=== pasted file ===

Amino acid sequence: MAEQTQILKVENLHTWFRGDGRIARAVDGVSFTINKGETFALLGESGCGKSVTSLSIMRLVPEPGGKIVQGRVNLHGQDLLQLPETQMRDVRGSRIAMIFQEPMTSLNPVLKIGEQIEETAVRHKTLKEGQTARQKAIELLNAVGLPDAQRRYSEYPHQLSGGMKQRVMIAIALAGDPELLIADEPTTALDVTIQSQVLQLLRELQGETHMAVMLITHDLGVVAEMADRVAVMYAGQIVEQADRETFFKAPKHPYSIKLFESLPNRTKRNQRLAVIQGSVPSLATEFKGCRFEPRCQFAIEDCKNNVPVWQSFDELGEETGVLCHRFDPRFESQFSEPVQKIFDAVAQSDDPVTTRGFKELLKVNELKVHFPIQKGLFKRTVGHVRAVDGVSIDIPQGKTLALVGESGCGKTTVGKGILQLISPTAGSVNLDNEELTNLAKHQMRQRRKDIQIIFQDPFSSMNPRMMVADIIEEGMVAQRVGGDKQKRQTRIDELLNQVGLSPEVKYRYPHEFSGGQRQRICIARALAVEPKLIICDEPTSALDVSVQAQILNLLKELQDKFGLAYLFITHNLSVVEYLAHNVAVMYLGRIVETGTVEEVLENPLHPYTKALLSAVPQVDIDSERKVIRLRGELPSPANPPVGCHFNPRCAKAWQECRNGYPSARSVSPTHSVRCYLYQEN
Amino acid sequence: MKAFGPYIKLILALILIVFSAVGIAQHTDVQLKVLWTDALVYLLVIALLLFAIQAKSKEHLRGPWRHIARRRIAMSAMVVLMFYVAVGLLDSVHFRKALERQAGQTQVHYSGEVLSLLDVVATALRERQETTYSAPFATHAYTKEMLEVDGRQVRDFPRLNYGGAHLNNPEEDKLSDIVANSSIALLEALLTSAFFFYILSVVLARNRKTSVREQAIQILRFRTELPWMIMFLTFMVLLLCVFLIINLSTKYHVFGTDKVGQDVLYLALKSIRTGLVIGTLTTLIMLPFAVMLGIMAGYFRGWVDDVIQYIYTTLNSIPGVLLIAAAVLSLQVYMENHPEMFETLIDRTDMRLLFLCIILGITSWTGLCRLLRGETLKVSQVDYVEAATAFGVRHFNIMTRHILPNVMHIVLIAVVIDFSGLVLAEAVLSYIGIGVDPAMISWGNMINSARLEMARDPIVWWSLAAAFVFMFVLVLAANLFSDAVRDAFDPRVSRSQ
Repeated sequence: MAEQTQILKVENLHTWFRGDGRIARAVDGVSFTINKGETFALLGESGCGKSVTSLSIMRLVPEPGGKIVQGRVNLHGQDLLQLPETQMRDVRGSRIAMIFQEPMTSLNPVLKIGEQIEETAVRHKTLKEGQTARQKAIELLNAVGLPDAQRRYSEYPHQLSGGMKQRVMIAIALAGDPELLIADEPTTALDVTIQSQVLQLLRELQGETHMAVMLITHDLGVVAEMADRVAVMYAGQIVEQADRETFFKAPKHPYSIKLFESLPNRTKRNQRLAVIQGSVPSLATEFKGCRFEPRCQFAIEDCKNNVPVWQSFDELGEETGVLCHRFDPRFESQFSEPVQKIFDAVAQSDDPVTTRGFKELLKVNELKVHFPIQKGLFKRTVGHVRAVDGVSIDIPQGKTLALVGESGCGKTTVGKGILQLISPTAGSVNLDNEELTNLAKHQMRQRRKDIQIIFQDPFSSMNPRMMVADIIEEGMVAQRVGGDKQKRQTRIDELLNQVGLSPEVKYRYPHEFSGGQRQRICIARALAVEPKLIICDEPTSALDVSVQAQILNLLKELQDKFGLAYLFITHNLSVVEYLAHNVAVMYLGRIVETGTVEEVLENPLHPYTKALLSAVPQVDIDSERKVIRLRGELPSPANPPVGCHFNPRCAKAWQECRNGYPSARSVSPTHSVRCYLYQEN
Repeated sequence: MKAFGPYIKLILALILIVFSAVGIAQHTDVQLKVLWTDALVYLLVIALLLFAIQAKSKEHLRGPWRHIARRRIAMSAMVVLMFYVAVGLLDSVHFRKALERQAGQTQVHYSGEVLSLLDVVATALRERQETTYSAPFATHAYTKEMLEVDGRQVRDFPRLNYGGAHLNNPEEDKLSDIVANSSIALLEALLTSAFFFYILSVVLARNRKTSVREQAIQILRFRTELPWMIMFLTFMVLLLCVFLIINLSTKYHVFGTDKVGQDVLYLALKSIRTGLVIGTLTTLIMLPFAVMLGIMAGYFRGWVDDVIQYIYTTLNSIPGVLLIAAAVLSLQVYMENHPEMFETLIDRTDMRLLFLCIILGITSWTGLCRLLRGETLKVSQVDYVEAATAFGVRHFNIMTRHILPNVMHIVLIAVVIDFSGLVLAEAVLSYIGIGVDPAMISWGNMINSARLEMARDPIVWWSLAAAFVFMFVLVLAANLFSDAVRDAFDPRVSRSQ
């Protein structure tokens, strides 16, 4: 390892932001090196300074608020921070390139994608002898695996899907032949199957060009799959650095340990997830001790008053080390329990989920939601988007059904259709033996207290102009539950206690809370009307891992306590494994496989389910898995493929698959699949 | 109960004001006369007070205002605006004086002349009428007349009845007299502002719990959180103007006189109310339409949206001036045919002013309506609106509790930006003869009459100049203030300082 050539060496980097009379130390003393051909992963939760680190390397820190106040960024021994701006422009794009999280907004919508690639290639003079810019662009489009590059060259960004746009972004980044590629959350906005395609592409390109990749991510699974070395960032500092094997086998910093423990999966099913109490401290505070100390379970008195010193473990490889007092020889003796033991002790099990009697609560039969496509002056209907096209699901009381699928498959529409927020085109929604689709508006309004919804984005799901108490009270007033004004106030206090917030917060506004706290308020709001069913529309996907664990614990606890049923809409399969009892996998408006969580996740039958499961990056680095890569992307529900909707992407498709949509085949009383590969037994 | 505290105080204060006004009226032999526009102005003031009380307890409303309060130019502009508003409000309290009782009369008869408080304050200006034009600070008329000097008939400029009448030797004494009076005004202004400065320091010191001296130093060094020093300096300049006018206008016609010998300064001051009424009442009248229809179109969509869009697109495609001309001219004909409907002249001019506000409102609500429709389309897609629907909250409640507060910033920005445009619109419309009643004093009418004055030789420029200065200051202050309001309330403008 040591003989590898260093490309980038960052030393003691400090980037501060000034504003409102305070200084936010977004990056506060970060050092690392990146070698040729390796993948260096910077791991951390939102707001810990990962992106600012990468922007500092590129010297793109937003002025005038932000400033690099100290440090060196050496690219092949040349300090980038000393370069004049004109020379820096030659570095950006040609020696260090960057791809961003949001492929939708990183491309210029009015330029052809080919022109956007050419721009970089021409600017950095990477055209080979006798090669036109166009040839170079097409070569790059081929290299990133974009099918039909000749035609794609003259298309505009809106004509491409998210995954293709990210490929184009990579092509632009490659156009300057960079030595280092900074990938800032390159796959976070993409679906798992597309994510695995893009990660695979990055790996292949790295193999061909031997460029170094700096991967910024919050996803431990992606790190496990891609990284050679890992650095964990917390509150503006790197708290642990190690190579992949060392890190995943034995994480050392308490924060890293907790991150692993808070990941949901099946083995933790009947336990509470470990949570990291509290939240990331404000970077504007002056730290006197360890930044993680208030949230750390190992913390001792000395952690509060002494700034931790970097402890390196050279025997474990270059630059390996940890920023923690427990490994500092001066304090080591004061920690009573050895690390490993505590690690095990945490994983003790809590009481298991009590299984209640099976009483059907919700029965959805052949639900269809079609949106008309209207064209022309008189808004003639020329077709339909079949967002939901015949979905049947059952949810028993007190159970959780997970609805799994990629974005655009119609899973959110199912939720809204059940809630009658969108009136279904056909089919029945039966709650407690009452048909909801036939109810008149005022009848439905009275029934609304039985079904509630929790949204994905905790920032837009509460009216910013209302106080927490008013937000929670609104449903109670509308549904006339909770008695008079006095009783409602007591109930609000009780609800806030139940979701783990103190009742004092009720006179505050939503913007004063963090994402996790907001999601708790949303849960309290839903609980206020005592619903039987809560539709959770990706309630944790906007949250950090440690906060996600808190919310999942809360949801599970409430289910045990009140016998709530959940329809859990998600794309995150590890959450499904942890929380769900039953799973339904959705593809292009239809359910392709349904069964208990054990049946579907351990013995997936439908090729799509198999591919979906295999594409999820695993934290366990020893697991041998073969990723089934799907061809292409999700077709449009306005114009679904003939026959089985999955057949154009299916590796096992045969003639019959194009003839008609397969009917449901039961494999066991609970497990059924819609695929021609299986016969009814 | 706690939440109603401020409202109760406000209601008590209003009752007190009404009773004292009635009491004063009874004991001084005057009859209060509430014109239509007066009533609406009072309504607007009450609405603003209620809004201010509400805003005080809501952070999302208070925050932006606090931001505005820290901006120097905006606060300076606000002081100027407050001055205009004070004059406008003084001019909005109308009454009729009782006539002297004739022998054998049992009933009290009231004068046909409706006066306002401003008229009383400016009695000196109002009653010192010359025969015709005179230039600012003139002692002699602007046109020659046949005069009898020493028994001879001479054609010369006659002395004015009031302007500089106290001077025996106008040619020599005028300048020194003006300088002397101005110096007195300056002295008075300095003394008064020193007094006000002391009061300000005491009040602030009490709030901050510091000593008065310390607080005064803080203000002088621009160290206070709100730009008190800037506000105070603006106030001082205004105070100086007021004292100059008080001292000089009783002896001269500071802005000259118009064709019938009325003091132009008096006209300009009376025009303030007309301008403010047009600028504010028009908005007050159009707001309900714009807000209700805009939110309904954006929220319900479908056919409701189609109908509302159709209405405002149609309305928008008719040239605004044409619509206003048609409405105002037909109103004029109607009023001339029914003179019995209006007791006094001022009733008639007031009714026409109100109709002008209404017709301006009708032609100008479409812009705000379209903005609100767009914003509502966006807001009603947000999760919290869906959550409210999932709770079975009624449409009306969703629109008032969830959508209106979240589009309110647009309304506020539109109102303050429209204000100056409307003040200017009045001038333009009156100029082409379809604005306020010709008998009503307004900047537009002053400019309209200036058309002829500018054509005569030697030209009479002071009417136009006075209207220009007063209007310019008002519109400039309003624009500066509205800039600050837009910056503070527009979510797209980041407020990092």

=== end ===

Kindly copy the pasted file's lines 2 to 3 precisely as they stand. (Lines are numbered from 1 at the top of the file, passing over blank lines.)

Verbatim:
Amino acid sequence: MKAFGPYIKLILALILIVFSAVGIAQHTDVQLKVLWTDALVYLLVIALLLFAIQAKSKEHLRGPWRHIARRRIAMSAMVVLMFYVAVGLLDSVHFRKALERQAGQTQVHYSGEVLSLLDVVATALRERQETTYSAPFATHAYTKEMLEVDGRQVRDFPRLNYGGAHLNNPEEDKLSDIVANSSIALLEALLTSAFFFYILSVVLARNRKTSVREQAIQILRFRTELPWMIMFLTFMVLLLCVFLIINLSTKYHVFGTDKVGQDVLYLALKSIRTGLVIGTLTTLIMLPFAVMLGIMAGYFRGWVDDVIQYIYTTLNSIPGVLLIAAAVLSLQVYMENHPEMFETLIDRTDMRLLFLCIILGITSWTGLCRLLRGETLKVSQVDYVEAATAFGVRHFNIMTRHILPNVMHIVLIAVVIDFSGLVLAEAVLSYIGIGVDPAMISWGNMINSARLEMARDPIVWWSLAAAFVFMFVLVLAANLFSDAVRDAFDPRVSRSQ
Repeated sequence: MAEQTQILKVENLHTWFRGDGRIARAVDGVSFTINKGETFALLGESGCGKSVTSLSIMRLVPEPGGKIVQGRVNLHGQDLLQLPETQMRDVRGSRIAMIFQEPMTSLNPVLKIGEQIEETAVRHKTLKEGQTARQKAIELLNAVGLPDAQRRYSEYPHQLSGGMKQRVMIAIALAGDPELLIADEPTTALDVTIQSQVLQLLRELQGETHMAVMLITHDLGVVAEMADRVAVMYAGQIVEQADRETFFKAPKHPYSIKLFESLPNRTKRNQRLAVIQGSVPSLATEFKGCRFEPRCQFAIEDCKNNVPVWQSFDELGEETGVLCHRFDPRFESQFSEPVQKIFDAVAQSDDPVTTRGFKELLKVNELKVHFPIQKGLFKRTVGHVRAVDGVSIDIPQGKTLALVGESGCGKTTVGKGILQLISPTAGSVNLDNEELTNLAKHQMRQRRKDIQIIFQDPFSSMNPRMMVADIIEEGMVAQRVGGDKQKRQTRIDELLNQVGLSPEVKYRYPHEFSGGQRQRICIARALAVEPKLIICDEPTSALDVSVQAQILNLLKELQDKFGLAYLFITHNLSVVEYLAHNVAVMYLGRIVETGTVEEVLENPLHPYTKALLSAVPQVDIDSERKVIRLRGELPSPANPPVGCHFNPRCAKAWQECRNGYPSARSVSPTHSVRCYLYQEN